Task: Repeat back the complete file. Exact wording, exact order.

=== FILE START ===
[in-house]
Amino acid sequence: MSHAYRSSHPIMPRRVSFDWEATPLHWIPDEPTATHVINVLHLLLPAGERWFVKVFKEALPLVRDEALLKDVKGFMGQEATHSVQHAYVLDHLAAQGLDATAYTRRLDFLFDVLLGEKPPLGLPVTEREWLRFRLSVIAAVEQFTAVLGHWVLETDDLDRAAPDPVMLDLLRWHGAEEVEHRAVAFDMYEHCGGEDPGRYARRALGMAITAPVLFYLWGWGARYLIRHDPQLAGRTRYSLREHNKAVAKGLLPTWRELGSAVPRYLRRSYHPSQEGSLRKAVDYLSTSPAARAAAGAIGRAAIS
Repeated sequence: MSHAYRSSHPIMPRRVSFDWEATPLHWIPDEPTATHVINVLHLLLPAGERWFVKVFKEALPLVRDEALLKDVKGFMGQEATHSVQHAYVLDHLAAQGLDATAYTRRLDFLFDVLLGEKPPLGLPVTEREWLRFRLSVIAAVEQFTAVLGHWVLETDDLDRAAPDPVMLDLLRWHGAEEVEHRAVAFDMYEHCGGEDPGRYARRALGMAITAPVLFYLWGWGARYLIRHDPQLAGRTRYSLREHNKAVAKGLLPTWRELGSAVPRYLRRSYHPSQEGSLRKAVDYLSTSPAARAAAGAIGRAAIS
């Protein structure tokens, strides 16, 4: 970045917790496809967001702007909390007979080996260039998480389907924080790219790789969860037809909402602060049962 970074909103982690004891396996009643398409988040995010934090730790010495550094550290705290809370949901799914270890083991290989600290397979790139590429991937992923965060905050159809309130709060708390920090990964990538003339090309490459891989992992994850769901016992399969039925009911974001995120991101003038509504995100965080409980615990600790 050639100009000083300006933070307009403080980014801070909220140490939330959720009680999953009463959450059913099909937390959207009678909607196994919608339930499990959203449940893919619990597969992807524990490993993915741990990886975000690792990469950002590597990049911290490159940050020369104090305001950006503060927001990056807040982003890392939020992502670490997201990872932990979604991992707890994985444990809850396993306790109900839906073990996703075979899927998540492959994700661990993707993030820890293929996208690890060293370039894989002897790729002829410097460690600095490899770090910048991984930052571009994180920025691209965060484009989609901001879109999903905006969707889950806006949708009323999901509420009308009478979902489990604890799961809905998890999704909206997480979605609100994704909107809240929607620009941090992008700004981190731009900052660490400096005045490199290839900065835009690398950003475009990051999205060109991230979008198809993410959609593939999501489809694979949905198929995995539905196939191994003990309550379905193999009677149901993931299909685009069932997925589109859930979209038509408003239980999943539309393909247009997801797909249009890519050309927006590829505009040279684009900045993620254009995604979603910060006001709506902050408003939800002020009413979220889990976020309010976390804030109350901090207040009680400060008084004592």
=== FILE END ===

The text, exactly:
[in-house]
Amino acid sequence: MSHAYRSSHPIMPRRVSFDWEATPLHWIPDEPTATHVINVLHLLLPAGERWFVKVFKEALPLVRDEALLKDVKGFMGQEATHSVQHAYVLDHLAAQGLDATAYTRRLDFLFDVLLGEKPPLGLPVTEREWLRFRLSVIAAVEQFTAVLGHWVLETDDLDRAAPDPVMLDLLRWHGAEEVEHRAVAFDMYEHCGGEDPGRYARRALGMAITAPVLFYLWGWGARYLIRHDPQLAGRTRYSLREHNKAVAKGLLPTWRELGSAVPRYLRRSYHPSQEGSLRKAVDYLSTSPAARAAAGAIGRAAIS
Repeated sequence: MSHAYRSSHPIMPRRVSFDWEATPLHWIPDEPTATHVINVLHLLLPAGERWFVKVFKEALPLVRDEALLKDVKGFMGQEATHSVQHAYVLDHLAAQGLDATAYTRRLDFLFDVLLGEKPPLGLPVTEREWLRFRLSVIAAVEQFTAVLGHWVLETDDLDRAAPDPVMLDLLRWHGAEEVEHRAVAFDMYEHCGGEDPGRYARRALGMAITAPVLFYLWGWGARYLIRHDPQLAGRTRYSLREHNKAVAKGLLPTWRELGSAVPRYLRRSYHPSQEGSLRKAVDYLSTSPAARAAAGAIGRAAIS
């Protein structure tokens, strides 16, 4: 970045917790496809967001702007909390007979080996260039998480389907924080790219790789969860037809909402602060049962 970074909103982690004891396996009643398409988040995010934090730790010495550094550290705290809370949901799914270890083991290989600290397979790139590429991937992923965060905050159809309130709060708390920090990964990538003339090309490459891989992992994850769901016992399969039925009911974001995120991101003038509504995100965080409980615990600790 050639100009000083300006933070307009403080980014801070909220140490939330959720009680999953009463959450059913099909937390959207009678909607196994919608339930499990959203449940893919619990597969992807524990490993993915741990990886975000690792990469950002590597990049911290490159940050020369104090305001950006503060927001990056807040982003890392939020992502670490997201990872932990979604991992707890994985444990809850396993306790109900839906073990996703075979899927998540492959994700661990993707993030820890293929996208690890060293370039894989002897790729002829410097460690600095490899770090910048991984930052571009994180920025691209965060484009989609901001879109999903905006969707889950806006949708009323999901509420009308009478979902489990604890799961809905998890999704909206997480979605609100994704909107809240929607620009941090992008700004981190731009900052660490400096005045490199290839900065835009690398950003475009990051999205060109991230979008198809993410959609593939999501489809694979949905198929995995539905196939191994003990309550379905193999009677149901993931299909685009069932997925589109859930979209038509408003239980999943539309393909247009997801797909249009890519050309927006590829505009040279684009900045993620254009995604979603910060006001709506902050408003939800002020009413979220889990976020309010976390804030109350901090207040009680400060008084004592």